With luck, readers can send in a performance that has a YouTube video attached to it so that others can hear the saving beauty that sustains you.

I look forward to hearing the music that makes burdens lighter for you, and collectively I must say that this business of being alive — often fraught with deep dark surprises — is all we have, and we should be very very grateful that we are allowed to roam around in the meadow we call Life for our short span. And even in the blackness of our sorrow, there is the a butterfly of healing music.

May your happiness increase!

36 responses to “THE BLACK BUTTERFLY

  1. For me, it’s Johnny Hodges playing ISFAHAN and Louis Armstrong playing STARDUST. Sheer beauty that makes one glad to possess ears. Music is yet another reason to enjoy living.

  2. “this business of being alive — often fraught with deep dark surprises — is all we have, and we should be very very grateful that we are allowed to roam around in the meadow we call Life for our short span.” Oh, Michael. Thank you for this. So glad you are here and our paths have crossed. xo

  3. My feelings exactly when it comes to you.

  4. When feeling sad, grief-stricken, overwhelmed, anxious, a piece of music that would make feel better is Mozart’s Requiem, and especially the Lacrimosa.
    Sorry its not a jazz tune…I don’t think that was one of the requirements!

    For me it has the same effect as contemplating the enormity of the universe; looking at the stars or the sea – it helps me to channel the sadness, and to feel part of the bigger scheme of things, rather than a self-absorbed ball of anxiety!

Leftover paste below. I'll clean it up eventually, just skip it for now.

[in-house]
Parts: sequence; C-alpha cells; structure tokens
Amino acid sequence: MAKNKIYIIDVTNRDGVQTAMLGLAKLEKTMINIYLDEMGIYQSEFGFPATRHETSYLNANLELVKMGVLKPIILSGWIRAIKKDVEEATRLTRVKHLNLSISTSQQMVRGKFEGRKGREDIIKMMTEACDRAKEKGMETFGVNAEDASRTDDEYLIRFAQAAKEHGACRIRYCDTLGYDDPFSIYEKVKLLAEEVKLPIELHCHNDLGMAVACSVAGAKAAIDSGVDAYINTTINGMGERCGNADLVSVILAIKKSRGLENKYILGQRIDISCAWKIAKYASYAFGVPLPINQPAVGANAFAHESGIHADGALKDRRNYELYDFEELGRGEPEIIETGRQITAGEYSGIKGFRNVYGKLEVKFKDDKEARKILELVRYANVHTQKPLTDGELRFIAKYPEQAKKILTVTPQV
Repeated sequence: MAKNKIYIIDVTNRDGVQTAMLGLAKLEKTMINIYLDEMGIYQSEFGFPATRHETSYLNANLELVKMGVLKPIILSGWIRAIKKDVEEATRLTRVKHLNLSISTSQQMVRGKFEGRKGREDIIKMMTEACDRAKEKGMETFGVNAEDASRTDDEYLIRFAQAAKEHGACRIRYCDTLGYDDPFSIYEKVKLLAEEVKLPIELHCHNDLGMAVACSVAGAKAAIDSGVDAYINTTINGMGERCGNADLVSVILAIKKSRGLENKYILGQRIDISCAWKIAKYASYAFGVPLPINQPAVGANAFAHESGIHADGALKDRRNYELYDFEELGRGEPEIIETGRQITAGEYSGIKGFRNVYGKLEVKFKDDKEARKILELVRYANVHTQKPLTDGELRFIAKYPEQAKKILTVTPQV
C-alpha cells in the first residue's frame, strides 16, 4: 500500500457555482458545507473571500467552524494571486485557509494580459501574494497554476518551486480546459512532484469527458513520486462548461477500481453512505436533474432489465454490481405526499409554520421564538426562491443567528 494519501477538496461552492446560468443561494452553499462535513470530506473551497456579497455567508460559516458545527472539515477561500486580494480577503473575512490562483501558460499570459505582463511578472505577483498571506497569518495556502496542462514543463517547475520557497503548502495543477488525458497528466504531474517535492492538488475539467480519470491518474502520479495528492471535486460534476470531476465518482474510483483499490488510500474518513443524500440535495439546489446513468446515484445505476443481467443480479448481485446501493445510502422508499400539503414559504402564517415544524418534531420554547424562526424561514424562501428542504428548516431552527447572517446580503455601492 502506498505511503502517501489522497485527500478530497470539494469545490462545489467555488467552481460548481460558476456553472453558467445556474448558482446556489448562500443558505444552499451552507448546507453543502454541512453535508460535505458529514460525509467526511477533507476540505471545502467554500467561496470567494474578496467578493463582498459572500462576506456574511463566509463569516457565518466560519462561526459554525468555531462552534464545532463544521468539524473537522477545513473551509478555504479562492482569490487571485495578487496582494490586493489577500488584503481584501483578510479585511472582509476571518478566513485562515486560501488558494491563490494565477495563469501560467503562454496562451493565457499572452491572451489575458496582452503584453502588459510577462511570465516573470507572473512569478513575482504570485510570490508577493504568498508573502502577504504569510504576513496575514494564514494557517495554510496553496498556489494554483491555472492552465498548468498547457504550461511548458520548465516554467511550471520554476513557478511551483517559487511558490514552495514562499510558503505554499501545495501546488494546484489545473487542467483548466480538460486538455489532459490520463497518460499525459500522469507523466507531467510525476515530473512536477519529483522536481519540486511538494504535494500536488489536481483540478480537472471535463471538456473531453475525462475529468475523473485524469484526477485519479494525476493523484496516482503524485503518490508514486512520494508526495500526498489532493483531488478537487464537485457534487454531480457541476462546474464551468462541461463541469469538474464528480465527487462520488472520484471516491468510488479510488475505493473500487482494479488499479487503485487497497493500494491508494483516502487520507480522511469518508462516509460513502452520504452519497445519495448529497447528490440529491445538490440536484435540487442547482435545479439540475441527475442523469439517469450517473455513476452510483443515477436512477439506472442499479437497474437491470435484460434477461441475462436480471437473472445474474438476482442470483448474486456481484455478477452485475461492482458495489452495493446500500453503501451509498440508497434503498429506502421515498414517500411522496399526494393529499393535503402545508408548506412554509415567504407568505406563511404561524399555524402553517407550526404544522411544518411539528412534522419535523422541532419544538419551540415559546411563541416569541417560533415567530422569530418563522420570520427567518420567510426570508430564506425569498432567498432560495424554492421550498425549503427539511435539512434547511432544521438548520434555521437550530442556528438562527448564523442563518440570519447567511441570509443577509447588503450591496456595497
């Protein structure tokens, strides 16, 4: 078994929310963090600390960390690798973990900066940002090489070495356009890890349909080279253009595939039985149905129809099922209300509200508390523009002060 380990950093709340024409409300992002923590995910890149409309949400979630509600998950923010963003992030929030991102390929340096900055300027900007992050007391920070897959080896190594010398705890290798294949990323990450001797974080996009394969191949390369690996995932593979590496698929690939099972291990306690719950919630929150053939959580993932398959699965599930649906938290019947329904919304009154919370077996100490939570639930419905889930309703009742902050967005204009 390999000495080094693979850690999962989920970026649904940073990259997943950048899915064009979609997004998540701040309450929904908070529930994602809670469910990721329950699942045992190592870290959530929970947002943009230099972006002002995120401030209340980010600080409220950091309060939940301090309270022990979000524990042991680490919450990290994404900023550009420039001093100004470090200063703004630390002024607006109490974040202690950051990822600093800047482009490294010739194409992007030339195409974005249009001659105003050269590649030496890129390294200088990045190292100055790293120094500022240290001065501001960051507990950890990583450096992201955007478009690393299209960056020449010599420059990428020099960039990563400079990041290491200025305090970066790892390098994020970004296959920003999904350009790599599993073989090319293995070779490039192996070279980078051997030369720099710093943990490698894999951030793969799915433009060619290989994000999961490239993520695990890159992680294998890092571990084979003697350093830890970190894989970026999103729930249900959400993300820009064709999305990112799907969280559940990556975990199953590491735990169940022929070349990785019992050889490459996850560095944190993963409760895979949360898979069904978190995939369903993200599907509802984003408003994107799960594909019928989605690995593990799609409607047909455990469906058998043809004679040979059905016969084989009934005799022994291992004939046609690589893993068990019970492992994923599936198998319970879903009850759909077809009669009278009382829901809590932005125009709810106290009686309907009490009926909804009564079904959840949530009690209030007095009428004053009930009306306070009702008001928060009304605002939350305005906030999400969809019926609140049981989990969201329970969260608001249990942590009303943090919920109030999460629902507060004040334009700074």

5. Music is music! Thank you, Emma.

  6. I knew you KNEW. Sometimes when things go down they STAY THERE. JAZZ LIVES!! Thanks so much for this Michael oxo~fettzann

  7. sergio guerreiro

    Lee Morse’s 1938 “When I lost you”.
    Her voice reaches places that other voices don’t.
    She “destroys” in the good sense.

  8. ginger baker

    This is a wonderful read! And yet as someone who suffers from depression I still find it very difficult to appreciate the “healing powers” of music when my sensitivity is soooo down. There is a better chance if I experience a good live performance perhaps because of the happy presence of other human beings making music. Thanks anyway for the recommendations….I’ll keep trying.

  9. Scott Joplin’s “Solace”, as heard in The Sting (the pianist’s interpretation varies slightly from the norm and the violin sustains long notes throughout the piece supporting the melody).

  10. Trying is all we can do. Know that you are doing the best you possibly can do at the moment, and that people you might never meet in person love you and want your happiness to increase.

  11. Nancy Nelson

    Wonderful post, Michael; it gave me a lot to think about. Sometimes when I’m feeling blue, instead of wallowing, I like to go ‘Waller-ing.’ I love all Fats Waller, but this recording in particular always lifts me up. It’s so filled with joy. It really kicks into overdrive on Herman Autrey’s amazingly swinging trumpet solo, with Fats cheering him on in the background. Herman was a lovely man who, thanks to Mike Burgevin, I was fortunate to hear many times in the early 70’s.

  12. I like that one too. It doesn’t bother me at all. Now I have to find a tissue! Love, Other Other Michael

  13. Michael, I could have responded with several classic jazz sides that I find inspirational, but instead I have decided to focus on some musicians’ intense emotional response to an unimaginable tragedy that reflects their personal need to celebrate and reaffirm some of the core meaning of life itself. Most will think that my choice is unusual and perhaps even strange, but on September 12, 2001, Ruby Braff, Dick Hyman, Howard Alden, and Jake Hanna entered the midtown recording Nola Recording Studio to record an uplifting version of “Handful of Keys” for Mat Domber’s Arbors Records. This was their joyous celebration of life itself, even as smoke obscured the skies over Manhattan and prevented travel into and out of the city. The CD’s title is “Watch What Happens.”